little insight to that? – Sure. Things have changed a
lot in the past 25 years. At the time when we were
changing over to the university system, I did
get the opportunity to talk to some of the faculty
that were here at the time to get their perspectives also. They said they realized
they were told that it’s gonna slowly evolve. But one of the things that
did happen in my department, we had faculty members
who earned their That doesn’t happen anymore. If you’re hired as a
faculty member at (mumbles), a tenured faculty
(mumbles) system, you have to have your PhD or
already have a dissertation. That was the change that
happened because of the changeover to the
University system. That’s in the Board
of Regents bylaws. That was different. There was also the
fear that we’re not a (mumbles) institution,
are we going to have to do much more research? Well, the sciences, we’re
really embracing that. Unfortunately, we did not
have the resources to do that. When I was a student here at, our elective Biology
lab was a closet. It was probably I’d say
six feet by six feet and there were 12 of us
in there at one time. We did this technique
called PCR that’s all regulated on temperature. We build this water
bath for 30 seconds, this one, this for 30
seconds, we have 300 (mumbles) lined up (mumbles) going,
“Go, go, go,” for an hour and a half because we didn’t
have money for the equipment. That’s changed. When I came back we also
didn’t have any labs. Classrooms can double as
labs with the renovation and now we have, if you haven’t
been to see the (mumbles) of science, it’s complete
a different building than when I was a student. I always tell my friend,
“If you haven’t been back, “you need to come back. It’s not the same campus.” We have all sorts,
we have lab space, we have faculty members who do
research with undergraduates, we have a lot of equipment
that would break camaraderie with the University of
Nebraska Medical Center. UNL (mumbles), we have great (mumbles) with those campus’, a true university consortium. Did I see that as a
student happening? No, I didn’t. We are viewed as
the ugly red-headed step-child of the
university system. That’s really the issue, right? You start as you’re the
big fish in the pond in the state school system, and
now you have to go down to meet the tiny little fish. And that was a big fear. I think that at the time
since this has happened, it’s actually
turned into a great collaboration among the campus’. – Pete, Kim’s talked about
what some of the students saw . I’m interested in your
view of the institution. What do you think was the
good things that happened, and do you think there
were some things that weren’t so good for
us that happened? I’d be interested
in your observation. – Kim’s remarks,
they trigger some. I’m having flashbacks
of all the nightmares after watching that video. – You have to take
your medication. – Yeah.
audience laughs) I’ll get to that later. But back to the
state college board, again it was a
very, to me it was, I though (mumbles) here
tonight who would attest, to me the state college
system did not take advantage of Kearney’s
size and their inputs. And it was every fourth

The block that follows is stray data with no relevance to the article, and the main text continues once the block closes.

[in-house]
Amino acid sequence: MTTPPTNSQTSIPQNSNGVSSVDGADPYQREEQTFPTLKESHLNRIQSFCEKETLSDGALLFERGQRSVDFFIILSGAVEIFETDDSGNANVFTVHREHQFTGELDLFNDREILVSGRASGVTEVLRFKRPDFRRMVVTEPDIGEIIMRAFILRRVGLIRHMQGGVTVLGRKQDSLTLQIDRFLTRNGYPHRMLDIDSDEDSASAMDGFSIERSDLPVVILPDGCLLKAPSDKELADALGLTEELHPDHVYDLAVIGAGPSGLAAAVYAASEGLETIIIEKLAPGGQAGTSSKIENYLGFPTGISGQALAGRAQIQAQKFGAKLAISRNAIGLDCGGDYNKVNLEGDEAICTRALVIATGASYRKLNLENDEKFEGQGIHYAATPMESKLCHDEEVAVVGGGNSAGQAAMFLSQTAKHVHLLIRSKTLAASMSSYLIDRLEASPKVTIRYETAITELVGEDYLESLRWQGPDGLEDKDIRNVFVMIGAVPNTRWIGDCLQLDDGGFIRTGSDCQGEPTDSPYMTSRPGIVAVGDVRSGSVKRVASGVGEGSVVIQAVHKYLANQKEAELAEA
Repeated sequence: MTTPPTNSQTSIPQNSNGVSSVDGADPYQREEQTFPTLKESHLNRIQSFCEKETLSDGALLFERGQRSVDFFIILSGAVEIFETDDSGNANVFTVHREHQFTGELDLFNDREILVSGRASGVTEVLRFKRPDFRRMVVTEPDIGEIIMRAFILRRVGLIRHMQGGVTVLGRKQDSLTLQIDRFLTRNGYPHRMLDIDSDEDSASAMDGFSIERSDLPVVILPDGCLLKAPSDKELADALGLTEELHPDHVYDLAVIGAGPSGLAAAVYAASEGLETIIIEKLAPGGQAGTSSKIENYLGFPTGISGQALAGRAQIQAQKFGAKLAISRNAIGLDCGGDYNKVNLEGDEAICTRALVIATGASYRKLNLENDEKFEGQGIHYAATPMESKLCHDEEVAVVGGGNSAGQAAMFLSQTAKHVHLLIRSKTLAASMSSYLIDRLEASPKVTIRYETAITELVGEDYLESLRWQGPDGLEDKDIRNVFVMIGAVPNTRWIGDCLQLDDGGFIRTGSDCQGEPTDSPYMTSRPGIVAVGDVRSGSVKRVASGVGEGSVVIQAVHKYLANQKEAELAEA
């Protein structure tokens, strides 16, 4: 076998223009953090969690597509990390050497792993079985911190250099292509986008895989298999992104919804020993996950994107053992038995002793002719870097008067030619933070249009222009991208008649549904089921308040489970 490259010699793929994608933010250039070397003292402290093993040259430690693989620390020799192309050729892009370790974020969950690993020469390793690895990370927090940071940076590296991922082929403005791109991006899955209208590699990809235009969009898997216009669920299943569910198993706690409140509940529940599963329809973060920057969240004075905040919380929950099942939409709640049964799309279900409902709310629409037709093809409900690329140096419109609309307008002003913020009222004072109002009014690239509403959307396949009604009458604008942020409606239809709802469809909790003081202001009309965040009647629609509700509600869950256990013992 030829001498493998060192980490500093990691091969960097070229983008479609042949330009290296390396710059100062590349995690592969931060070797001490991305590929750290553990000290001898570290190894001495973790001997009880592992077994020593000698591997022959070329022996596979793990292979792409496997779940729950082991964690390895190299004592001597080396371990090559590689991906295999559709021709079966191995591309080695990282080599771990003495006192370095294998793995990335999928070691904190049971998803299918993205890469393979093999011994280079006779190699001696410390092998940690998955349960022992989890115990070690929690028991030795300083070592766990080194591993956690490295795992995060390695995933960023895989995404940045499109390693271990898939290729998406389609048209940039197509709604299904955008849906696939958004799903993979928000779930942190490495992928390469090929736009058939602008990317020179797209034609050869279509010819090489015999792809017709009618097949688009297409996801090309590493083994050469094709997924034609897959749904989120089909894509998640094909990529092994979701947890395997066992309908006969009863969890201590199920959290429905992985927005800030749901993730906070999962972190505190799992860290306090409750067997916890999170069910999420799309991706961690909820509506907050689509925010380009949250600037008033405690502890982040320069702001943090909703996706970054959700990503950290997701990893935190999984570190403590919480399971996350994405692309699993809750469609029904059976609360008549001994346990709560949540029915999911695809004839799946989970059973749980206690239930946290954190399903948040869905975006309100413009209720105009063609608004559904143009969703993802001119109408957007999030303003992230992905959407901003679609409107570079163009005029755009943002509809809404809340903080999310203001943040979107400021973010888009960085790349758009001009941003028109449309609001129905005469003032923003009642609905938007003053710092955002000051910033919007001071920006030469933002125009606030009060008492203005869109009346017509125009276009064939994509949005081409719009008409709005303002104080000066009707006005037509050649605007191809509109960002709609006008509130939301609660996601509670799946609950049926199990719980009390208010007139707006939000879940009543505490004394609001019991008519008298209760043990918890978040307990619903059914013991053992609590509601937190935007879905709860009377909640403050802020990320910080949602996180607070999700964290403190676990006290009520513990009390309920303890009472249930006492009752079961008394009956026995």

building, every fourth. It was bizarre. It was not about equity,
it was about equal. And that to me kept,
I want to say in one sense holding Kearney back. But at the same time, we said
it several times tonight, that they’ve been
able to do more with less through their
whole history. That was a great example. By the time after Jerry
Warner’s encouragement that changed the machinery,
putting prioritization of capital projects in the
state, that was unheard of. But I can see by the end
of five or six years that even though we had those
in place, there was still that fight, if you will. I said it again, using
Kearney’s leverage in the legislature with the governor,
it just wasn’t happening. Had we done the homework,
the research as to what that university status would
do for not on the faculty but the capitol,
but the students, and history’s only
proved that to be right. So to me, there were
a lot of things that we were challenged with. And I to this day was
not a bad move at all. Perhaps (mumbles) but I
think that Early would attest that I probably was tougher on
Kearney those six years than I was just because I didn’t
want (mumbles) with (mumbles) . I’m very, very pleased
you can tell and still am. – (mumbles) Warner’s storage
and (mumbles) take that tractor and (mumbles)
the capitol (mumbles). John, this is what I’m gonna do. We want to get some
questions from the audience, so I’m gonna start
with you and we’ll just come down the aisle here. Could you give some
final observations before we go to questions
from the audience? – Just one comment. When Martin became president,
he instituted a new police that the Board
of Regents would honor and recognize each department
throughout the university. That’s what, 277 departments? And the very first winner
of that award included a $25,000 stipend was the
Chemistry department at UNK. (applause) The very first professor I think it was Don Kaufman, Chemistry. I think that really
made it that Kearney was part of the (mumbles). – Kim (mumbles) about that. – That was a good
move on your part. – Martin? – Next, he was one of the
beneficiaries of the campus. Kim, (mumbles). – Yes, we won the
university wide departmental (mumbles) two years
ago, yeah, we did. – Kim, any last
thoughts or issues? – Having going from being
a student to making the transition (mumbles) and